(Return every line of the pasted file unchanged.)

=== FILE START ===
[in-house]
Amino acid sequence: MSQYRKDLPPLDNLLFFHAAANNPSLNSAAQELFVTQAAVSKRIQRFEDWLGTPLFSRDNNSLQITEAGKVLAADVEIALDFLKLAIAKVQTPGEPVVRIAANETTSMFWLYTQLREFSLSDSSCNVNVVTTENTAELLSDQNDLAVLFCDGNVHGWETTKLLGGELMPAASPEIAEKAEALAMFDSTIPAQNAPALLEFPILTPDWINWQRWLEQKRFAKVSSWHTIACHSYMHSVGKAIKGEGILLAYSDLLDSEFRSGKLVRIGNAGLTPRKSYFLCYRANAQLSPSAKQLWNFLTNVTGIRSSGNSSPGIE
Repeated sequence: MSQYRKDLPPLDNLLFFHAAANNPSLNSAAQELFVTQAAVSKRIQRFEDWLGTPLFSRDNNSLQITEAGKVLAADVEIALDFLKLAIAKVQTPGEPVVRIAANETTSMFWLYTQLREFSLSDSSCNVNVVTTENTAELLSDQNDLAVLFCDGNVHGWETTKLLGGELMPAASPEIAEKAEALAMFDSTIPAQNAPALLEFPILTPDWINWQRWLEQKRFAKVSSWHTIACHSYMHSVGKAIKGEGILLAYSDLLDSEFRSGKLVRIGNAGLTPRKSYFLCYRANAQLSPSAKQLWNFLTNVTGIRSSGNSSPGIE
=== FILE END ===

[in-house]
Amino acid sequence: MSQYRKDLPPLDNLLFFHAAANNPSLNSAAQELFVTQAAVSKRIQRFEDWLGTPLFSRDNNSLQITEAGKVLAADVEIALDFLKLAIAKVQTPGEPVVRIAANETTSMFWLYTQLREFSLSDSSCNVNVVTTENTAELLSDQNDLAVLFCDGNVHGWETTKLLGGELMPAASPEIAEKAEALAMFDSTIPAQNAPALLEFPILTPDWINWQRWLEQKRFAKVSSWHTIACHSYMHSVGKAIKGEGILLAYSDLLDSEFRSGKLVRIGNAGLTPRKSYFLCYRANAQLSPSAKQLWNFLTNVTGIRSSGNSSPGIE
Repeated sequence: MSQYRKDLPPLDNLLFFHAAANNPSLNSAAQELFVTQAAVSKRIQRFEDWLGTPLFSRDNNSLQITEAGKVLAADVEIALDFLKLAIAKVQTPGEPVVRIAANETTSMFWLYTQLREFSLSDSSCNVNVVTTENTAELLSDQNDLAVLFCDGNVHGWETTKLLGGELMPAASPEIAEKAEALAMFDSTIPAQNAPALLEFPILTPDWINWQRWLEQKRFAKVSSWHTIACHSYMHSVGKAIKGEGILLAYSDLLDSEFRSGKLVRIGNAGLTPRKSYFLCYRANAQLSPSAKQLWNFLTNVTGIRSSGNSSPGIE